Endoscopic Stents for Palliation in Patients with Pancreatic Cancer

  • Richard C. K. Wong
  • David L. Carr-Locke


Pancreatic carcinoma is a common, biologically aggressive malignancy that has a very poor prognosis. Management requires a multidisciplinary approach, with input from the subspecialties of surgery, gastrointestinal endoscopy, oncology, radiology, and radiation oncology. The only potentially curative form of treatment is surgical resection, although most patients present late in the course, with unresectable disease. Approximately 20% of patients presenting with malignant obstructive jaundice undergo some form of surgery (either resection or palliative bypass). The remaining 80% are managed nonsurgically. For this group of patients, who either have unresectable disease, refuse surgery, or are medically unfit for surgery, endoscopic palliation of symptoms should be strongly considered. Indeed, over the last decade, endoscopic palliation of malignant biliary obstruction has become an acceptable, and preferred, alternative to surgical bilioenteric bypass; this is achieved by the endoscopic placement of either plastic or metallic endoprostheses (stents).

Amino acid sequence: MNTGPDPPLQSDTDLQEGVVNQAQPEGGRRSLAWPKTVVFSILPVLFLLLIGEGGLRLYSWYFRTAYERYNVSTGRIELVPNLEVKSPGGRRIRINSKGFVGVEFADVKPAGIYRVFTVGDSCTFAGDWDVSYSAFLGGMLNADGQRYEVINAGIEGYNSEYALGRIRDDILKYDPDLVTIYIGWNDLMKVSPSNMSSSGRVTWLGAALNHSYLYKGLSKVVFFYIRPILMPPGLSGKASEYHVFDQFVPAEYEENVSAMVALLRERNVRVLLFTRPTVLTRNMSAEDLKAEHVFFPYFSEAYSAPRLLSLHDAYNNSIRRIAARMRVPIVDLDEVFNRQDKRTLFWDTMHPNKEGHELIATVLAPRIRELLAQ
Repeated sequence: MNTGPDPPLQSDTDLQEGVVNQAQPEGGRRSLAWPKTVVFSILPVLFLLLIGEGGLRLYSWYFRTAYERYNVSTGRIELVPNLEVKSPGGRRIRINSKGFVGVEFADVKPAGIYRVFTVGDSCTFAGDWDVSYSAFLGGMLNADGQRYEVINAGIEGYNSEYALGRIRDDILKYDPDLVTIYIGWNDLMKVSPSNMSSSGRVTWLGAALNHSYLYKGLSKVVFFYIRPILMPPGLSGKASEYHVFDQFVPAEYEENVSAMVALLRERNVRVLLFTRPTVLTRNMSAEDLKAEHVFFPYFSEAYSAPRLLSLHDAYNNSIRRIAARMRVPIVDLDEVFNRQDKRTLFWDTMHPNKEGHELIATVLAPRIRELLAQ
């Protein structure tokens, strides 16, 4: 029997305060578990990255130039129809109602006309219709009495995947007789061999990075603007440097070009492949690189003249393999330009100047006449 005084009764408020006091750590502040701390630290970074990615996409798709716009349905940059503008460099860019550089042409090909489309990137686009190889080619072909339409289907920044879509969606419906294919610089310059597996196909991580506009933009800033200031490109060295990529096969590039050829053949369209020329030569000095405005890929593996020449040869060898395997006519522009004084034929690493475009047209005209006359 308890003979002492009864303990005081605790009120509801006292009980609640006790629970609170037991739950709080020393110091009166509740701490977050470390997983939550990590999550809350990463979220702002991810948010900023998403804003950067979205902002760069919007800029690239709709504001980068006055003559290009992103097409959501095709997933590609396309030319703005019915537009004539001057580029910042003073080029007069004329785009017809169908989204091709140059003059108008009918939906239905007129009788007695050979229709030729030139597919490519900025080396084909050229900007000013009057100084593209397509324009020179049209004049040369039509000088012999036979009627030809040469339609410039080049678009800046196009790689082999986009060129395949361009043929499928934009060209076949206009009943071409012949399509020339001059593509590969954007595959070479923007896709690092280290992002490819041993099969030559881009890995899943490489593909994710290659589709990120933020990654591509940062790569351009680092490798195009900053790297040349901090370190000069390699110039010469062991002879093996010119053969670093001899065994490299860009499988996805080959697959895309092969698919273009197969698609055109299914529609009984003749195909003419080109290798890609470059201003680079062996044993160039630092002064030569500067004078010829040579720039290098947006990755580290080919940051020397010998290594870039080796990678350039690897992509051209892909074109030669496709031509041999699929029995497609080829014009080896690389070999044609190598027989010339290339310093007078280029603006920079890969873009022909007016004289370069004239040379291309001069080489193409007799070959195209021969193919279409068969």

Biliary Obstruction Metallic Stents Gastric Outlet Obstruction Plastic Stents Stent Occlusion 
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© Springer Science+Business Media New York 1998

Authors and Affiliations

  • Richard C. K. Wong
  • David L. Carr-Locke

There are no affiliations available

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